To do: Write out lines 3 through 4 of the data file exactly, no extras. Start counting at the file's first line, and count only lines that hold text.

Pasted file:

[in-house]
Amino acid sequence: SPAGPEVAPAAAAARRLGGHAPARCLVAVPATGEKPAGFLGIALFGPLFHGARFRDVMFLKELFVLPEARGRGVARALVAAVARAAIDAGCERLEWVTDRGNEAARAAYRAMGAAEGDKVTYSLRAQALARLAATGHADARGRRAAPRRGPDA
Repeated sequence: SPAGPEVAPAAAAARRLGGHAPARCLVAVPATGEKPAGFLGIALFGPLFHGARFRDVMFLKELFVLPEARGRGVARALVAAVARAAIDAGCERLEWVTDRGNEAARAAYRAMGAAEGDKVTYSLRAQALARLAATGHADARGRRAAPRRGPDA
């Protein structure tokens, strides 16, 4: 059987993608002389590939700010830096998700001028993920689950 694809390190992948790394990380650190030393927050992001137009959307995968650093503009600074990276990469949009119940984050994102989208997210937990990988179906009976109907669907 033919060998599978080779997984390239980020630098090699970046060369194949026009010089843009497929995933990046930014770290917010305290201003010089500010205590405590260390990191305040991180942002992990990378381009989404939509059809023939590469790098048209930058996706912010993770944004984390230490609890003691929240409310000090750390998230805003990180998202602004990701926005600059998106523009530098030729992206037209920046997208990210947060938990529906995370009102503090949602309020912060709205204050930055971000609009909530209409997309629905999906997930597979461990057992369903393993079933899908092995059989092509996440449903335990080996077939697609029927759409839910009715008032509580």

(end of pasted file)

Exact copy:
Repeated sequence: SPAGPEVAPAAAAARRLGGHAPARCLVAVPATGEKPAGFLGIALFGPLFHGARFRDVMFLKELFVLPEARGRGVARALVAAVARAAIDAGCERLEWVTDRGNEAARAAYRAMGAAEGDKVTYSLRAQALARLAATGHADARGRRAAPRRGPDA
């Protein structure tokens, strides 16, 4: 059987993608002389590939700010830096998700001028993920689950 694809390190992948790394990380650190030393927050992001137009959307995968650093503009600074990276990469949009119940984050994102989208997210937990990988179906009976109907669907 033919060998599978080779997984390239980020630098090699970046060369194949026009010089843009497929995933990046930014770290917010305290201003010089500010205590405590260390990191305040991180942002992990990378381009989404939509059809023939590469790098048209930058996706912010993770944004984390230490609890003691929240409310000090750390998230805003990180998202602004990701926005600059998106523009530098030729992206037209920046997208990210947060938990529906995370009102503090949602309020912060709205204050930055971000609009909530209409997309629905999906997930597979461990057992369903393993079933899908092995059989092509996440449903335990080996077939697609029927759409839910009715008032509580």